- Eucalyptus coccifera
- MYRTACEÆ; Myrtle Family
- Common Name: Tasmanian Snow Gum or the Mount Wellington Peppermint
- Status: Evergreen Tree
- Origin: A native tree of Tasmania. It grows in the sub-alpine dolerite areas and also grows as a shrub on margins of the alpine Central Highland Tasmania, Mount Wellington. Often grows at the extreme limits of the tree line.
Tasmanian Snow Gum or the Mount Wellington Peppermint
Why we like this species:
- Striking aromatic juvenile foliage
- Good medium sized tree with striking bark detail
- Makes for a different distinct hedge or screen
- Good cut foliage for floral art
An interesting species of variable habit. I have seen low growing ones reminiscent of a small alpine snow gum (E. pauciflora subsp niphophila) and tall upright specimens similar to an E. archeri
Shoots ‘n Leaves: Young shoots are shiny, ‘bobbly’ in texture and maroon (sometimes orangey-yellow) in colour with a white bloom, maturing to a coffee colour.
Juvenile foliage is a deep jade green, sometime with purple undersides and lanceolate in shape.
Adult foliage is long, willow-like and elegant, about 5-10cm long and 1-2cm wide, glossy jade green to sage gree; typical eucalyptus colour on bright white or golden smooth stems; dramatically different from the juvenile foliage.
Bark: Beautiful – a striking mosaic patchwork of silver, pearl grey and white reminiscent of E. pauciflora group, but often with striations of coffee and rich chestnut.
Flowers: Striking silvery flower buds carried throughout the summer months in groups of 3, 7 or 9, open white.
Leaf Aroma: Wonderful strong, warm spicy peppermint aroma. I love to hand water the young trees on a warm summer evening, as the fragrance is striking.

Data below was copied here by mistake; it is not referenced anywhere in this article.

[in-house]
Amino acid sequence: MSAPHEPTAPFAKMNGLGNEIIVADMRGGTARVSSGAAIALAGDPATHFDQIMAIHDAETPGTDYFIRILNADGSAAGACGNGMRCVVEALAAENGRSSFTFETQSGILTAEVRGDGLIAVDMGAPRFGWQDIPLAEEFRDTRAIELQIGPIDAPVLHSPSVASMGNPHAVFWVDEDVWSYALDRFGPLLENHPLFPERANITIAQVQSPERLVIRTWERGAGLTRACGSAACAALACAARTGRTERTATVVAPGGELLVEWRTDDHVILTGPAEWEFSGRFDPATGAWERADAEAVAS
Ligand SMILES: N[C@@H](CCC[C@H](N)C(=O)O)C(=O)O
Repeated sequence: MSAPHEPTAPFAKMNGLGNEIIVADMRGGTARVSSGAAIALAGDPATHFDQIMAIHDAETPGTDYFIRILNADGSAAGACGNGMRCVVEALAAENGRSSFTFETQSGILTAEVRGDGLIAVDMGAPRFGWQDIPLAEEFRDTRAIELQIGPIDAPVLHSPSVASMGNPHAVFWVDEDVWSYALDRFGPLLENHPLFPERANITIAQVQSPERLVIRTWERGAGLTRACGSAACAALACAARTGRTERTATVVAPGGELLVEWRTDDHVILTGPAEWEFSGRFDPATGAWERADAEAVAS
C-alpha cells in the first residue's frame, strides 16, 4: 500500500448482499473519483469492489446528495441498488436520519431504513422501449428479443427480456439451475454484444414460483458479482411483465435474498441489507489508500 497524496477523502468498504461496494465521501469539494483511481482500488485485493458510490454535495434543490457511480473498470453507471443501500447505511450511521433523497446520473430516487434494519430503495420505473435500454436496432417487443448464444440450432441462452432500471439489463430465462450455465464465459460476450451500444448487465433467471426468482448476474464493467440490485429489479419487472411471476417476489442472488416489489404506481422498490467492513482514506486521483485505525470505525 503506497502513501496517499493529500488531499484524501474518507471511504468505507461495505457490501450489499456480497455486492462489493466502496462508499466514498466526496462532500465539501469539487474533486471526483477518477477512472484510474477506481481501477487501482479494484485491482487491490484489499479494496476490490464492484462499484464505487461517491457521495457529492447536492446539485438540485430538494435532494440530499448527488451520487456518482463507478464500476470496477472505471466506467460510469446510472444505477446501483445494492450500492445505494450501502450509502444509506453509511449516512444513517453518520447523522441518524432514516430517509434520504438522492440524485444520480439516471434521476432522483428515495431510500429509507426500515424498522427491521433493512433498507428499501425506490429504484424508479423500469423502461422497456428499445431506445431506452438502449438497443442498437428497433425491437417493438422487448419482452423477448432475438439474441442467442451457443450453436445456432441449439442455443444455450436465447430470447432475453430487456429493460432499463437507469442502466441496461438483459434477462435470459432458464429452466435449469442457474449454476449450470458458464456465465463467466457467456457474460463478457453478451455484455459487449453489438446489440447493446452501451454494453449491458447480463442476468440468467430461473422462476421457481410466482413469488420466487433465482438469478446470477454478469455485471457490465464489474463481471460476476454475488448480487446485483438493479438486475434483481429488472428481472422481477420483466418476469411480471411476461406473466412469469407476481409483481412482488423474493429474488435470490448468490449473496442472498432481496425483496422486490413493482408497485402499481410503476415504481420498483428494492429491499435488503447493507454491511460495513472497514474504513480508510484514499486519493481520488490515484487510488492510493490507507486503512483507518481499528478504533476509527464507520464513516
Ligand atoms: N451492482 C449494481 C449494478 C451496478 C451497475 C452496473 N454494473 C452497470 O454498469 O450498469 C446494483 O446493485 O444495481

Rate of Growth: Medium – 1-1.5 m (3-4 ft) per year.
Height in maturity, if left unpruned: Sometime grows to only a small mallee of around 5m and also to a medium sized mature tree of around 15m (about the size of a silver birch tree) and if pruned will take on the size and shape of a species rose or coppiced Hazel tree.
Hardiness: Once established: Extremely hardy and tolerates exposed conditions Long renowned for being cold hardy in the UK. Down to -10 to -16°C mark, once mature. Hardiness in Eucalyptus is governed by provenance of seed, how it is grown (i.e. high nitrogen levels reduces cold tolerance), age of the tree – the older your tree, the hardier it will be. Younger Eucs are more susceptible to frost damage.
It originates from a freezing cold mountainous district of Tasmania and enjoys cool summer months with slow but steady growth – so should be happy in the UK! It can be shy to get going, becoming faster growing with time.
Lignotuber: It has one, which is a good thing! E. coccifera will regenerate off the lignotuber if cut down by man, beast or nature. It also produces many shoots from epicormic buds lying dormant beneath the bark higher up the tree; so E. coccifera will respond extremely well to both coppicing and pollarding practices.
Note: Although is E. coccifera is classified as being a snow gum, it is genetically one of the peppermints (Eucalyptus section Aromatica). All have a strong minty aroma to their leaves. Other members of this group are:- E amygdalina, E nitida, E. pulchella, E risdonii, E tenuiramis
Meaning of the name: Up for discussion. In my opinion – it is a reference to the very distinctive red-maroon coloured bobbly young stems. Euclid says it refers to Coccus infection of the leaves – which I don’t think to be correct. Latin: coccus meaning grain seed or pill and fera meaning bearing.